Patients may take chemotherapy at home, in the doctor's office, or as an inpatient or outpatient at the hospital. Most patients stay in the hospital when first beginning chemotherapy, so their doctor can check for any side effects and change the dose if needed. A very important part of chemotherapy is determining the appropriate dose. To do this, the doctor must consider the person's size as well as any toxic side effects the drug may have.
How often and how long chemotherapy is given depends on the type of cancer, how patients respond to the drugs, patients' health and ability to tolerate the drugs, and on the types of drugs given. Chemotherapy administration may take only a few minutes or may last as long as several hours. Chemotherapy may be given daily, weekly, or monthly. A rest period may follow a course of treatment before the next course begins. In combination chemotherapy, more than one drug may be given at a time, or they may be given alternately, one following the other.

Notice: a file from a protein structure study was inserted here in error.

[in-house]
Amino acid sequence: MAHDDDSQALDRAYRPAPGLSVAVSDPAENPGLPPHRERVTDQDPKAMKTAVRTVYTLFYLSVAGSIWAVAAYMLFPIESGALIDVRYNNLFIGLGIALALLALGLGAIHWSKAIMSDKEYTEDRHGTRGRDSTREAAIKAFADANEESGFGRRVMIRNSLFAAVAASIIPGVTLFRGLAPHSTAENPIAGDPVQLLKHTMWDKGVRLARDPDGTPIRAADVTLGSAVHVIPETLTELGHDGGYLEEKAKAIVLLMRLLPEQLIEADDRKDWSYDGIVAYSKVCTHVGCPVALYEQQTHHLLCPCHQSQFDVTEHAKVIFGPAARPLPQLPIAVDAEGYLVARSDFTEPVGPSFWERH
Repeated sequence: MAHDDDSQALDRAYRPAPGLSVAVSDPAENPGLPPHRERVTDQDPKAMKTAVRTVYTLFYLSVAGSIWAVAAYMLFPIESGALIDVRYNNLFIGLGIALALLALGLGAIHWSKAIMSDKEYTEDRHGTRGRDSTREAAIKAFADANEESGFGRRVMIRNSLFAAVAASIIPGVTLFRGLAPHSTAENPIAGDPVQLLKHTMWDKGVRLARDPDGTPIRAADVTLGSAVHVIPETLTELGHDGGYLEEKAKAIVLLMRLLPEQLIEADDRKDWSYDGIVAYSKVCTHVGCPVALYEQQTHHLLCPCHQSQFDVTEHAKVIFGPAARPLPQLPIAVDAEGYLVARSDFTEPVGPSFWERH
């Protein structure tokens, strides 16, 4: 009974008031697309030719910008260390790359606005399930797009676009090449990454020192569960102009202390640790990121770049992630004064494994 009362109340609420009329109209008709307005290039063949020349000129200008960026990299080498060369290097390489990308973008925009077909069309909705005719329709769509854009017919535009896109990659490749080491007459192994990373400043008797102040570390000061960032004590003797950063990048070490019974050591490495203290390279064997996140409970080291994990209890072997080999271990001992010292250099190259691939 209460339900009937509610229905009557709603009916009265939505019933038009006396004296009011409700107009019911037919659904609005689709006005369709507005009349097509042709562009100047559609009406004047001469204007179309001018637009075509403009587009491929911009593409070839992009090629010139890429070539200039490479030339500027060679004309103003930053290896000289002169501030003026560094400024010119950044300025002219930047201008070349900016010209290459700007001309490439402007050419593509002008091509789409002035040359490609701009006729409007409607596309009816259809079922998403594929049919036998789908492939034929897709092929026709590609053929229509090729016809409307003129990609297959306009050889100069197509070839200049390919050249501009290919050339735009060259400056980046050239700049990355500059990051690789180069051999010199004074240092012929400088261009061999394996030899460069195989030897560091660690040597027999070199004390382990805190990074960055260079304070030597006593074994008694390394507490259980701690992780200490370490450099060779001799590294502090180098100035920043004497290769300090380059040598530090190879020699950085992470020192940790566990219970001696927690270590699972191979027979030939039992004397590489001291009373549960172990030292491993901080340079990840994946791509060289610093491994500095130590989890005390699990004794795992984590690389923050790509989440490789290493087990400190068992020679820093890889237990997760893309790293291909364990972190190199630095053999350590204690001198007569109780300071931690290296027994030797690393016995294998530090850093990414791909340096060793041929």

There are many different types of chemotherapy drugs. Oncologists, doctors who specialize in treating cancer, determine which drugs are best suited for each patient. This decision is based on the type of cancer, the patient's age and health, and other drugs the patient is taking. Some patients should not be treated with certain chemotherapy drugs. Age and other conditions may affect the drugs with which a person may be treated. Heart disease, kidney disease, and diabetes are conditions that may limit the choice of treatment drugs. Pregnancy is another precaution because of the anticancer drug's impact on fetal development.
Toni Rizzo, Rhonda Cloos R.N., The Gale Group Inc., Gale, Detroit,